US Steps Up Covert War Effort in Yemen

Thursday, June 09, 2011

As the unrest in Yemen continues, several different parties are vying to fill a potential power vacuum in the country, including the US. Over the past month, Washington has expanded the number of air and drone attacks in Yemen in an attempt to prevent Al-Qaeda-affiliated militants from establishing a foothold in the country. Meanwhile, American and Saudi spies are reportedly ramping up intelligence collection efforts inside Yemen. Both countries have a strategic interest in preventing Yemen from becoming a failed state.

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The Takeaway

Heavy Fighting Rocks Yemen

Tuesday, June 07, 2011

There have been continued reports of heavy clashes in Yemen between troops and suspected al-Qaida gunmen in the south of the country. Meanwhile, Ali Saleh remains in medical care in Saudi Arabia. The BBC's Lina Sinjab reports from Sanaa. She says that it's still challenging to get a clear picture of what is happening outside of the country's capital.

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The Washington Report

Obama Administration Considers Faster Withdrawal from Afghanistan

Monday, June 06, 2011

NYT's David Sanger weighs in on a potential troop reduction in Afghanistan, American interests in Yemen, and the latest unemployment figures.

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It's A Free Country ®

Melinda Henneberger Sets Washington's Week

Monday, June 06, 2011

In a way she’s doing exactly what she promised, because she promised that this trip around America would be to get us talking and remembering and being grateful for American history, and I can’t remember when Paul Revere got more ink than he has since Sarah Palin started talking about him.

Melinda Henneberger, contributing editor to Time.com, on The Brian Lehrer Show.

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The Takeaway

Yemen: Is This the End of Saleh?

Monday, June 06, 2011

Yemen's embattled president, Ali Abdullah Saleh has been flown to Saudi Arabia for medical treatment leaving a hole in its leadership. The main opposition group says it backs a transfer of power to the vice president in line with a deal that international mediators have been trying to broker for months. Hakim Almasmari, Editor in Chief of the Yemen Post and correspondent for the Wall Street Journal says that Saleh's son is currently taking control, not the vice president. Gregory Johnsen, a Yemen expert at Princeton University says that it's "Saleh's son, Ahmed, and a quartet of nephews who have men with guns who are still loyal to them and they can be a force for a lot of chaos."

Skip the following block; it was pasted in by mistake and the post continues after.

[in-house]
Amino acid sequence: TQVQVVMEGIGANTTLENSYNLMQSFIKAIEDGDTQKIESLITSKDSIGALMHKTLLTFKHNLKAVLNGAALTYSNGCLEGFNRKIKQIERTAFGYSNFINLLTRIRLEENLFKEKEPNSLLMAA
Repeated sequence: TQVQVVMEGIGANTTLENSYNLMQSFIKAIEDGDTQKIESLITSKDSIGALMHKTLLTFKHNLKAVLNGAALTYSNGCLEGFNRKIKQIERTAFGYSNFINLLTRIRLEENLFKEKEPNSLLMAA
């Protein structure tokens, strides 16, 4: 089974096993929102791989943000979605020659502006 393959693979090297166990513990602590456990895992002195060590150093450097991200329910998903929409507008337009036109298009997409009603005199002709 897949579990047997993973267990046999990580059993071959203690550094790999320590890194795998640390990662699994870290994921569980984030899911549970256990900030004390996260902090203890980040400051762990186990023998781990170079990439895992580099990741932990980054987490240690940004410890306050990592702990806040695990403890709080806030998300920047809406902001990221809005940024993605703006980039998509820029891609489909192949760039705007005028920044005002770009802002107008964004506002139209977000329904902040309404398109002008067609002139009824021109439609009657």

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The Takeaway

Yemen in Upheaval as Leader Goes to Saudi Arabia

Monday, June 06, 2011

Jubilant crowds took to the streets in Yemen over the weekend, celebrating the departure of President Ali Abdullah Saleh. Following a rocket attack on his compound on Friday, Saleh was flown to the Saudi Arabian capital of Riyadh on Saturday to have wood splinters surgically removed from his chest. Vice President Abed Rabbo Mansour Hadi has taken over for the interim, and international leaders are calling on Ali Abdullah Saleh to step down. But it's unclear whether the man who ruled the country with an iron fist for 33 years will try to return – and if not, what will happen in the power vacuum.

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The Brian Lehrer Show

Unrest in Yemen

Monday, June 06, 2011

Robert Powell, a Middle East analyst for The Economist Intelligence Unit, discusses the latest in Yemen, where an attack has injured President Saleh, and where the threat of Al-Qaeda looms in the background of instability. 

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The Takeaway

Yemen: Update on Fighting in Sanaa

Wednesday, June 01, 2011

In Yemen, tribal fighters have occupied a number of government buildings in the capital city, Sanaa, including the headquarters of the ruling party and a house of parliament. Nasser Arrabyee has been reporting from Sanaa for The New York Times. Beginning Tuesday evening, "the clashes intensified very, very much when missiles were fired at the headquarters at the defected troops in Sanaa. After that, there were a lot of clashes in the area around the palace of the tribal leader, Hamid al-Ahmar," reports Arrabyee. These clashes resulted in the killing of 30-40 people from both sides.

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The Takeaway

'It Sure Looks Like Civil War to Me,' Nicholas Kristof on Yemen

Tuesday, May 31, 2011

The UN Human Rights office has said that it received reports that at least 50 people have been killed in Taiz since Sunday. Forces loyal to President Ali Abdullah Saleh also bombed the city of Zinjibar with airstrikes after Islamic militants had overtaken the city.Nasser Arrabyee is in Sanaa, Yemen reporting for The New York Times. He says that "many of the protesters are peaceful, but the majority of the protesters belong to the Islamist party." Nicholas Kristof, columnist for The New York Times says that the fighting looks like a civil war to him, but that intervention is not an option. "The problem with intervention is that one reason why al-Qaida and Islamists have already grown pretty strong is because of real resentment at what they see as American influence there."

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The Takeaway

Yemen: Update on Fighting Between Islamists and Ali Saleh's Forces

Monday, May 30, 2011

In Yemen, Islamist militants have been fighting to control cities in Southern Yemen and the government airforce has responded with airstrikes. Monday morning, soldiers loyal to President Ali Abdullah Saleh stormed a protest camp in the city of Taiz, Yemen killing 20 protesters. In the coastal city of Zinjibar, residents reported seeing warplanes and military shelling. Laura Kasinof has been reporting on the protests in Yemen for The New York Times.